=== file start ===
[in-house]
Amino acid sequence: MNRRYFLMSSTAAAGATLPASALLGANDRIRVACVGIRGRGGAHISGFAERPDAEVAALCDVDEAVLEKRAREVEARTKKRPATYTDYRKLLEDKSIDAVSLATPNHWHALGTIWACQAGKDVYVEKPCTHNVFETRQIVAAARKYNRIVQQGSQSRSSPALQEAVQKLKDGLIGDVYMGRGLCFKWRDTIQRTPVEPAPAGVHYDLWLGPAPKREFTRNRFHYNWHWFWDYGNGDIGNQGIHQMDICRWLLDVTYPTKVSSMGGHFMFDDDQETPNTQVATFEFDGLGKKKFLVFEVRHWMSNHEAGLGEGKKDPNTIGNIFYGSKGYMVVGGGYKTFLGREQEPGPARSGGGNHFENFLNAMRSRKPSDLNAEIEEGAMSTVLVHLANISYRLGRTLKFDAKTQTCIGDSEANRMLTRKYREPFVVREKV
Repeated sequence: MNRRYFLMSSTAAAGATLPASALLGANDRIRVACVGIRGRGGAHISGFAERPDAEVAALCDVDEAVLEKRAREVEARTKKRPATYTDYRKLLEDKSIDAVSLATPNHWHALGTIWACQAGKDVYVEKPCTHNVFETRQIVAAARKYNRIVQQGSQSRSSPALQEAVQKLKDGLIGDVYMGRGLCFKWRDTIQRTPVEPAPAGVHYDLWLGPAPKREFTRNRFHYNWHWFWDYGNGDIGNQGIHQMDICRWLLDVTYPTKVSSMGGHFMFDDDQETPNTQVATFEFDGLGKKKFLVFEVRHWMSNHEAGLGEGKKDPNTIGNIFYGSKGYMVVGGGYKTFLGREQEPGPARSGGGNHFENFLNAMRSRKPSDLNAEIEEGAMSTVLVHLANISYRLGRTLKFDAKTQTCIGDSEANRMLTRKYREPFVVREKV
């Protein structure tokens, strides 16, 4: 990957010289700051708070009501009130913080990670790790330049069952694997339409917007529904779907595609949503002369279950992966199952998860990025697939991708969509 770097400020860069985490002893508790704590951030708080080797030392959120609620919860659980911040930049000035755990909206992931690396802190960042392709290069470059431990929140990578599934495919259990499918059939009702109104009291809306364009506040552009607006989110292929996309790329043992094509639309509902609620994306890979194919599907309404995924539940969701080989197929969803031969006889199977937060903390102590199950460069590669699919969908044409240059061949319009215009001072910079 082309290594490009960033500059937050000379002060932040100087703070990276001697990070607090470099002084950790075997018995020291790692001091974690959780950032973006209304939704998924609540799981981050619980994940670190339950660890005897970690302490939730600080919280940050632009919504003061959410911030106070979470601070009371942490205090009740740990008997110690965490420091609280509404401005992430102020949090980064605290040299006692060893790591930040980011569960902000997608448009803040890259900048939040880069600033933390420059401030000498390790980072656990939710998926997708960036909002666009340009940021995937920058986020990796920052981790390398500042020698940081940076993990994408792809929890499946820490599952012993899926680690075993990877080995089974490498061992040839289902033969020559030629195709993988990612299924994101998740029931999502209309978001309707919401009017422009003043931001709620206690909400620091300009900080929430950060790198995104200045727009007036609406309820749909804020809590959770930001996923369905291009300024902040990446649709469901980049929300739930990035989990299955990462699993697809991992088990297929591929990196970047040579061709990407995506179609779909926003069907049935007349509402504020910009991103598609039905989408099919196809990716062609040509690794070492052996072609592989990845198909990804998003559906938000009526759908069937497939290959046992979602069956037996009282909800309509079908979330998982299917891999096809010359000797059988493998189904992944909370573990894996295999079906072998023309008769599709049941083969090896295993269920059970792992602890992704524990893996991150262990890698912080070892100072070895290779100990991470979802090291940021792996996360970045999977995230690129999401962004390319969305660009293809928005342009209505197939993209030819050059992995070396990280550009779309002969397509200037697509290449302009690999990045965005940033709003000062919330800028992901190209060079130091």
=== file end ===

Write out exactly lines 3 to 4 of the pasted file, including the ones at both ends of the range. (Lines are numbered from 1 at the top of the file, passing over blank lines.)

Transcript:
Repeated sequence: MNRRYFLMSSTAAAGATLPASALLGANDRIRVACVGIRGRGGAHISGFAERPDAEVAALCDVDEAVLEKRAREVEARTKKRPATYTDYRKLLEDKSIDAVSLATPNHWHALGTIWACQAGKDVYVEKPCTHNVFETRQIVAAARKYNRIVQQGSQSRSSPALQEAVQKLKDGLIGDVYMGRGLCFKWRDTIQRTPVEPAPAGVHYDLWLGPAPKREFTRNRFHYNWHWFWDYGNGDIGNQGIHQMDICRWLLDVTYPTKVSSMGGHFMFDDDQETPNTQVATFEFDGLGKKKFLVFEVRHWMSNHEAGLGEGKKDPNTIGNIFYGSKGYMVVGGGYKTFLGREQEPGPARSGGGNHFENFLNAMRSRKPSDLNAEIEEGAMSTVLVHLANISYRLGRTLKFDAKTQTCIGDSEANRMLTRKYREPFVVREKV
């Protein structure tokens, strides 16, 4: 990957010289700051708070009501009130913080990670790790330049069952694997339409917007529904779907595609949503002369279950992966199952998860990025697939991708969509 770097400020860069985490002893508790704590951030708080080797030392959120609620919860659980911040930049000035755990909206992931690396802190960042392709290069470059431990929140990578599934495919259990499918059939009702109104009291809306364009506040552009607006989110292929996309790329043992094509639309509902609620994306890979194919599907309404995924539940969701080989197929969803031969006889199977937060903390102590199950460069590669699919969908044409240059061949319009215009001072910079 082309290594490009960033500059937050000379002060932040100087703070990276001697990070607090470099002084950790075997018995020291790692001091974690959780950032973006209304939704998924609540799981981050619980994940670190339950660890005897970690302490939730600080919280940050632009919504003061959410911030106070979470601070009371942490205090009740740990008997110690965490420091609280509404401005992430102020949090980064605290040299006692060893790591930040980011569960902000997608448009803040890259900048939040880069600033933390420059401030000498390790980072656990939710998926997708960036909002666009340009940021995937920058986020990796920052981790390398500042020698940081940076993990994408792809929890499946820490599952012993899926680690075993990877080995089974490498061992040839289902033969020559030629195709993988990612299924994101998740029931999502209309978001309707919401009017422009003043931001709620206690909400620091300009900080929430950060790198995104200045727009007036609406309820749909804020809590959770930001996923369905291009300024902040990446649709469901980049929300739930990035989990299955990462699993697809991992088990297929591929990196970047040579061709990407995506179609779909926003069907049935007349509402504020910009991103598609039905989408099919196809990716062609040509690794070492052996072609592989990845198909990804998003559906938000009526759908069937497939290959046992979602069956037996009282909800309509079908979330998982299917891999096809010359000797059988493998189904992944909370573990894996295999079906072998023309008769599709049941083969090896295993269920059970792992602890992704524990893996991150262990890698912080070892100072070895290779100990991470979802090291940021792996996360970045999977995230690129999401962004390319969305660009293809928005342009209505197939993209030819050059992995070396990280550009779309002969397509200037697509290449302009690999990045965005940033709003000062919330800028992901190209060079130091």